That these bad patents should never have been issued is certain to most of us. That the quality control of the Patent Office allowed these patents to issue should be shocking and upsetting to all of us. Not only does it cost the taxpayers money for the Patent Office to issue obviously bad patents, but the economy is not helped  when bad patents restrain economic growth. Bad economy, bad Patent Office.

Toward An Online Bill Of Rights

Sen. Wyden (D-Ore.) and Rep. Issa (R-Cal.) have been vocal advocates against last year's Congressional steamroller that attempted to enact the Stop Online Piracy Act (SOPA) and the Pro IP Act (PIPA). The proposed legislation sought to impose government supervision on the use and function of the Internet. Loud public criticism stopped the steamroller, but Wyden and Issa believe that it may only be a matter of time before renewed energy becomes focused on enhanced Internet regulation.

In order to help focus the contours of public discussion for a free Internet, Wyden and Issa propose the development of a Digital Citizen's Bill Of Rights. Their belief is that this statement will establish minimum doctrinal standards to prevent the regulation of the Internet to fall below a base set of rights. Here are their proposed basic rights for the Internet:
1. Freedom - digital citizens have a right to a free, uncensored internet
2. Openness - digital citizens have a right to an open, unobstructed internet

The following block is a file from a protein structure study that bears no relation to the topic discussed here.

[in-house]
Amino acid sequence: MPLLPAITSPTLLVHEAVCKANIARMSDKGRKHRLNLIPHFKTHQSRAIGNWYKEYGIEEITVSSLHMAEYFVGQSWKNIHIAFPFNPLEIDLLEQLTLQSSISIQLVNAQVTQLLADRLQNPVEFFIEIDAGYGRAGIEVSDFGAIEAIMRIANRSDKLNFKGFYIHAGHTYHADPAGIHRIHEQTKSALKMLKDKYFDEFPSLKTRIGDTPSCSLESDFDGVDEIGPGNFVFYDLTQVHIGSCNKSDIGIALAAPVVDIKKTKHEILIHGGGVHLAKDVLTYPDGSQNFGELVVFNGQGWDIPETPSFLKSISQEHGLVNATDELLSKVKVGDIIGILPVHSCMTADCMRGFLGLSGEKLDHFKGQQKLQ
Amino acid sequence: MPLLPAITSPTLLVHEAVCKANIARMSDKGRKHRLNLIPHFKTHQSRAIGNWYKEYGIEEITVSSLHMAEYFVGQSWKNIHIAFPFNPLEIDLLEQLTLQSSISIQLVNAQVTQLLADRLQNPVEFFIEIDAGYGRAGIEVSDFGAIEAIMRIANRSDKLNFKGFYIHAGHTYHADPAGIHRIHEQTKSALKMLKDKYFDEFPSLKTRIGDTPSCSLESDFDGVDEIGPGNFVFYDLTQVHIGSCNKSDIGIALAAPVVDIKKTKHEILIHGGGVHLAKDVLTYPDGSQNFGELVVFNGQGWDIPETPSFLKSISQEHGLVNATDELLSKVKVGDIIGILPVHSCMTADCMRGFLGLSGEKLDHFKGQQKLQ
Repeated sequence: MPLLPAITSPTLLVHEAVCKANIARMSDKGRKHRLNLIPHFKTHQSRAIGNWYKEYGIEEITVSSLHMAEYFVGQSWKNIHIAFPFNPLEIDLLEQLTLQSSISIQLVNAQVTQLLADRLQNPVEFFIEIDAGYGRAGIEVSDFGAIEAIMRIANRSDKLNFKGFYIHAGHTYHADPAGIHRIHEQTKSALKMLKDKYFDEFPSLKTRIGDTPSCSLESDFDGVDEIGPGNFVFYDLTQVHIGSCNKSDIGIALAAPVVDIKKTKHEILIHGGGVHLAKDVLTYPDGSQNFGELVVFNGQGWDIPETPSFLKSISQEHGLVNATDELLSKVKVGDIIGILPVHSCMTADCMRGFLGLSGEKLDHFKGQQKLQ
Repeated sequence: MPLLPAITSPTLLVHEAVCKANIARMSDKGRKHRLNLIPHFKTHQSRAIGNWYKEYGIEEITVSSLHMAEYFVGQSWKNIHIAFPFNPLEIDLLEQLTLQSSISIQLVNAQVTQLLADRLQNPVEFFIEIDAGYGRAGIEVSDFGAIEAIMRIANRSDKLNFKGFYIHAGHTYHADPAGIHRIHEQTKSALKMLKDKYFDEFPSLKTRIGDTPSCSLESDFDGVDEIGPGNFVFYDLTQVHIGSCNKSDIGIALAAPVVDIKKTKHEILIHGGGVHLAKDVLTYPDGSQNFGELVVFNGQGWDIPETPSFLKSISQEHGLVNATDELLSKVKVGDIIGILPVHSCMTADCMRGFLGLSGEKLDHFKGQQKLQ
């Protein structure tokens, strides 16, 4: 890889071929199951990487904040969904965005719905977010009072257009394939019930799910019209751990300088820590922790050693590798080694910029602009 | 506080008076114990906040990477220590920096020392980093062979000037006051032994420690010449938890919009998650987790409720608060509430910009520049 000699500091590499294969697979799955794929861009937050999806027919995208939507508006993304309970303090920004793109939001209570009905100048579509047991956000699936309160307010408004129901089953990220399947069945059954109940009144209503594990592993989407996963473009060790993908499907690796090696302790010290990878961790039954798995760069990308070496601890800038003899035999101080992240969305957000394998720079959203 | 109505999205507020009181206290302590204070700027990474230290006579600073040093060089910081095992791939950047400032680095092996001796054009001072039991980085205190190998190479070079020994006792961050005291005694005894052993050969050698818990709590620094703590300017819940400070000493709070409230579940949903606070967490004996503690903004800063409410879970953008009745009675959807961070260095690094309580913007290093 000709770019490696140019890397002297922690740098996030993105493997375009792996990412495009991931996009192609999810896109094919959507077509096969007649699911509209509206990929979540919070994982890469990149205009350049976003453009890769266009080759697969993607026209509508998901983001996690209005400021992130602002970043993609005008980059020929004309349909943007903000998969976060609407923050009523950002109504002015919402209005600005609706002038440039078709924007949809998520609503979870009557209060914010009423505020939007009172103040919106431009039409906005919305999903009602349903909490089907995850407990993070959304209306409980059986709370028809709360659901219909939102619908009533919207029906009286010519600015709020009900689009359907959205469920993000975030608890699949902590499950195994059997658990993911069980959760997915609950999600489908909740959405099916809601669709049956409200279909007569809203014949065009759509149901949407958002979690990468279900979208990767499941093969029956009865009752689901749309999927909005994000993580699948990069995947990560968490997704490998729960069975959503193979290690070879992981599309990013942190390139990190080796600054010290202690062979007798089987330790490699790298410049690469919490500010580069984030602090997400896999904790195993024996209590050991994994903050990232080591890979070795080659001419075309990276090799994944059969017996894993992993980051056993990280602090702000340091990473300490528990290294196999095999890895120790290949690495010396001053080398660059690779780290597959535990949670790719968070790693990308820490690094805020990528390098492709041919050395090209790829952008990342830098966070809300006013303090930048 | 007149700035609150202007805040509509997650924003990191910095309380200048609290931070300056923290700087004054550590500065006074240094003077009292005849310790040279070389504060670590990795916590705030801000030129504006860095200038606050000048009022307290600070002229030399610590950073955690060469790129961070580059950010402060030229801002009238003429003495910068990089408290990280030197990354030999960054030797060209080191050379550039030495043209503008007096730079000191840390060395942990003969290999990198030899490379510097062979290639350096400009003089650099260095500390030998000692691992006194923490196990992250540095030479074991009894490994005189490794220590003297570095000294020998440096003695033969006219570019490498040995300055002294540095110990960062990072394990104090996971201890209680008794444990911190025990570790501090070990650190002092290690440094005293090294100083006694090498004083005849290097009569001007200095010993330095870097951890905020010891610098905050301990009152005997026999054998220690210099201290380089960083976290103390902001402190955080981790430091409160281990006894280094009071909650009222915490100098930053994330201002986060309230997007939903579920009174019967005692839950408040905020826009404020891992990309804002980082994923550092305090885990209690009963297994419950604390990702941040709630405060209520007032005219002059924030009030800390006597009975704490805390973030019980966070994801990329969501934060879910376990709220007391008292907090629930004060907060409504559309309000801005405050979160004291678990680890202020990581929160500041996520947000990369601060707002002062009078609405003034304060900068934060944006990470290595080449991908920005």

3. Equality - all digital citizens are created equal on the internet
4. Participation - digital citizens have a right to peaceably participate where and how they choose on the internet
5. Creativity - digital citizens have a right to create, grow and collaborate on the internet, and be held accountable for what they create
6. Sharing - digital citizens have a right to freely share their ideas, lawful discoveries and opinions on the internet
7. Accessibility - digital citizens have a right to access the internet equally, regardless of who they are or where they are
8. Association - digital citizens have a right to freely associate on the internet
9. Privacy - digital citizens have a right to privacy on the internet
10. Property - digital citizens have a right to benefit from what they create, and be secure in their intellectual property on the internet
In my view, while a free Internet is important, so to is the freedom from harmful and illegal conduct that occurs on the Internet. A parent whose child is abused by cyberbullies will feel the need to provide some level of protection for improper Internet use, particularly when the actor resides in a foreign state that provides little or difficult legal protections. The same holds true for Internet purveyors of counterfeit goods, and other similar wrongful conduct. The notion of a free Internet is appealing, but the practical problems associated with undeveloped or difficult legal jurisdictions around the world provide, it seems to me, a practical impediment to a completely free Internet. When a person in a foreign state that provides little legal support against wrongful Internet usage can create international harm with little practical recourse, then a completely free Internet will not work.